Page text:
Posted By Norman Gasbarro on January 13, 2011
(Part 1 of an on-going series of posts on the Battle of Gettysburg).
The Battle of Gettysburg, fought 1 July to 3 July 1863, was considered a major turning point in the Civil War. It was a major defeat for Confederate Gen. Robert E. Lee and a victory for Union Gen. George G. Meade. While accurate figures may never be ascertained, it is estimated with some degree of correctness that about 93,534 Union solidiers in the Army of the Potomac fought against 70,226 Confederate soldiers in the Army of Northern Virginia. Casualties (killed, wounded, missing, taken prisoner) on the Confederate side numbered 22,874 and on the Union side 22,813.
The Union Army of the Potomac was organized into a series of “corps.” A corps consisted of about 9,000 to 13,000 soldiers. Within each corps, there were several divisions of between 3,000 to 5,000 men each. Within each division, there were 2 to 4 brigades. A brigade consisted of 4 to 5 regiments, which during the Civil War, were mostly supplied by the various states and bore a number followed by the name of the state – and sometimes the word “drafted” or “volunteer” indicating how the men became part of the regiment. Within the regiment, there could be 10 or more companies, each usually given a letter designation, e.g., “Company B.” There were also various levels of the headquarters staffs – the army staff commanded by Gen. Meade was the highest level, but regiments also had headquarters staffs, usually appearing in the listing as “Company HQ.”
The chart above is from the Civil War Museum at Gettysburg and shows an army organizational chart. In this example, starting from upper left is the regiment (consisting of several companies). Four regiments make a brigade. Three brigades make a division. Several divisions make an army.
Army corps were usually commanded by a “Major General,” divisions by a “Brigadier General,” brigades by a “Brigadier General” or a “Colonel,” regiments by a “Major,” a “Colonel,” or a “Captain,” and companies by a “Captain.” Within the brigades, there were often regiments from several states. Most of the Pennsylvania regiments were “infantry” (foot soldiers), but there were also artillery regiments, cavalry regiments, and reserve regiments.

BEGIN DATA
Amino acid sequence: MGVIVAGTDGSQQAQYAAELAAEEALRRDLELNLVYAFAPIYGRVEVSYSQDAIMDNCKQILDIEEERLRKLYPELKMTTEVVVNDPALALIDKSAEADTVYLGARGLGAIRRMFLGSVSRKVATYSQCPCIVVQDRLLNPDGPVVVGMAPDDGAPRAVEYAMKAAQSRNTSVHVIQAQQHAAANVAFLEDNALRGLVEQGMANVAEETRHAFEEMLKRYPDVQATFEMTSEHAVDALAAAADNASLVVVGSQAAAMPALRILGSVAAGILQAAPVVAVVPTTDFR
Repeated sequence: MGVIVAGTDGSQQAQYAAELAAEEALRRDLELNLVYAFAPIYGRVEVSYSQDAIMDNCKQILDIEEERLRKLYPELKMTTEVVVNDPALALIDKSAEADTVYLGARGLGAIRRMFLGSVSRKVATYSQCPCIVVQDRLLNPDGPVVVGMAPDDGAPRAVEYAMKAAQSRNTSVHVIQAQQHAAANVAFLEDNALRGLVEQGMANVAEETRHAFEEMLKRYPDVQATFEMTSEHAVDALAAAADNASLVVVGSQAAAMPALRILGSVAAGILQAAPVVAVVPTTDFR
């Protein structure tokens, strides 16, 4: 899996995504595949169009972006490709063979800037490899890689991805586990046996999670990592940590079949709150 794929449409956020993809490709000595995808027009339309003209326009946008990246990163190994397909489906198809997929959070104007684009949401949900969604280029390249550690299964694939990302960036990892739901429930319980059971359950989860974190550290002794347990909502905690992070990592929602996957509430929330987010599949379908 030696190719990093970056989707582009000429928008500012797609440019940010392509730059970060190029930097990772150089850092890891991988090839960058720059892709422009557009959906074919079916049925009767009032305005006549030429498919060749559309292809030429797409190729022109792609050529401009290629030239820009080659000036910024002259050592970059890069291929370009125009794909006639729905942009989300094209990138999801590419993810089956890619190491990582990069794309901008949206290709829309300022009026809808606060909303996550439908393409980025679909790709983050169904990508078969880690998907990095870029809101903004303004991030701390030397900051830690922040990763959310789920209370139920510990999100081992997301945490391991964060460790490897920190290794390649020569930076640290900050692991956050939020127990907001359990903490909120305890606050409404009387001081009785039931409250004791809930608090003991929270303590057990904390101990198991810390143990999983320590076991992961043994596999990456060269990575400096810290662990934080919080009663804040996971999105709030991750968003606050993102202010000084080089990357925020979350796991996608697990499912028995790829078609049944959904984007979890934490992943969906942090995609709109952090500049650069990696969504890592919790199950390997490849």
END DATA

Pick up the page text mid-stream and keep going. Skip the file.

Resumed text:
In determining whether a specific soldier from the Lykens Valley area was present at Gettysburg during the time of the battle, the first step would be to determine whether the regiment was present at the battle. The second step is to determine whether the Battle of Gettysburg falls within the soldier’s service dates (“muster in” to “muster out”). Finally, the actual military record should be consulted to determine whether the soldier was active duty at the time of the battle. This final step is important because some soldiers were temporarily excused from duty because they were ill or wounded. Some soldiers deserted. Some may have been on approved leave.
At this point in the Civil War Project, about 2000 Civil War veterans have been identified from the Greater Lykens Valley area. Of these 2000 veterans, more than two-thirds have been connected to one or more specific regiments and companies, and in the cases where they have been connected to a specific regiment and company it is possible to state whether or not the Battle of Gettysburg fell within their service date range. Since very few few actual military records have been obtained so far, the “final” step cannot be done at this time.
According to information on the Pennsylvania Monument at Gettysburg, 69 regiments of Pennsylvania infantry, 9 regiments of Pennsylvania cavalry, and 7 batteries of Pennsylvania artillery fought in the battle. Pennsylvania supplied 34,530 men, of whom 1182 were killed or mortally wounded, 3177 were wounded, and 860 were missing.
Information on the organization of the Union and Confederate armies at Gettysburg, the number of men who fought in each army, and the names of the Pennsylvania regiments was gleaned from Gettysburg: A Testing of Courage, by Noah Andre Trudeau, 2002, Harper Collins, pages 565-595. The names of the Pennsylvania regiments and the names of the Pennsylvania men who fought at Gettysburg are also on bronze tablets on the Pennsylvania Monument at Gettysburg.